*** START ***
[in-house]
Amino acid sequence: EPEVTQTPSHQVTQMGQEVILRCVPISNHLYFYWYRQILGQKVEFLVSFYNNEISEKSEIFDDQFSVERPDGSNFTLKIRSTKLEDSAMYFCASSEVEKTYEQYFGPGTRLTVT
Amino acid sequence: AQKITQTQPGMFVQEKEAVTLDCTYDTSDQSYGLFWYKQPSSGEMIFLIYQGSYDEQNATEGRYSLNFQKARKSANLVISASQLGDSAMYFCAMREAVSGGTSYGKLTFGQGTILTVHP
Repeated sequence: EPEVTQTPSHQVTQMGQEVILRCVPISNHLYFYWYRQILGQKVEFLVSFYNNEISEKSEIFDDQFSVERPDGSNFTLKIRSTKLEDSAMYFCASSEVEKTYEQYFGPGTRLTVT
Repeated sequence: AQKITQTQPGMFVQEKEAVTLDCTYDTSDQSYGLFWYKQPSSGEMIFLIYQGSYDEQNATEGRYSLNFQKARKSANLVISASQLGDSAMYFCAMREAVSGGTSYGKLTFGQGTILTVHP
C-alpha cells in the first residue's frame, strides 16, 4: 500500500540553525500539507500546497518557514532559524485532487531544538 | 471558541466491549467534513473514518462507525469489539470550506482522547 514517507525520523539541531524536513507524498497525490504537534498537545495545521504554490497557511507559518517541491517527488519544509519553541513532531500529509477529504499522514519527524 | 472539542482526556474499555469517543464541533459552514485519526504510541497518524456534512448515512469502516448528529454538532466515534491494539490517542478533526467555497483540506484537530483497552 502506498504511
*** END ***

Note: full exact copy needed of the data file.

[in-house]
Amino acid sequence: EPEVTQTPSHQVTQMGQEVILRCVPISNHLYFYWYRQILGQKVEFLVSFYNNEISEKSEIFDDQFSVERPDGSNFTLKIRSTKLEDSAMYFCASSEVEKTYEQYFGPGTRLTVT
Amino acid sequence: AQKITQTQPGMFVQEKEAVTLDCTYDTSDQSYGLFWYKQPSSGEMIFLIYQGSYDEQNATEGRYSLNFQKARKSANLVISASQLGDSAMYFCAMREAVSGGTSYGKLTFGQGTILTVHP
Repeated sequence: EPEVTQTPSHQVTQMGQEVILRCVPISNHLYFYWYRQILGQKVEFLVSFYNNEISEKSEIFDDQFSVERPDGSNFTLKIRSTKLEDSAMYFCASSEVEKTYEQYFGPGTRLTVT
Repeated sequence: AQKITQTQPGMFVQEKEAVTLDCTYDTSDQSYGLFWYKQPSSGEMIFLIYQGSYDEQNATEGRYSLNFQKARKSANLVISASQLGDSAMYFCAMREAVSGGTSYGKLTFGQGTILTVHP
C-alpha cells in the first residue's frame, strides 16, 4: 500500500540553525500539507500546497518557514532559524485532487531544538 | 471558541466491549467534513473514518462507525469489539470550506482522547 514517507525520523539541531524536513507524498497525490504537534498537545495545521504554490497557511507559518517541491517527488519544509519553541513532531500529509477529504499522514519527524 | 472539542482526556474499555469517543464541533459552514485519526504510541497518524456534512448515512469502516448528529454538532466515534491494539490517542478533526467555497483540506484537530483497552 502506498504511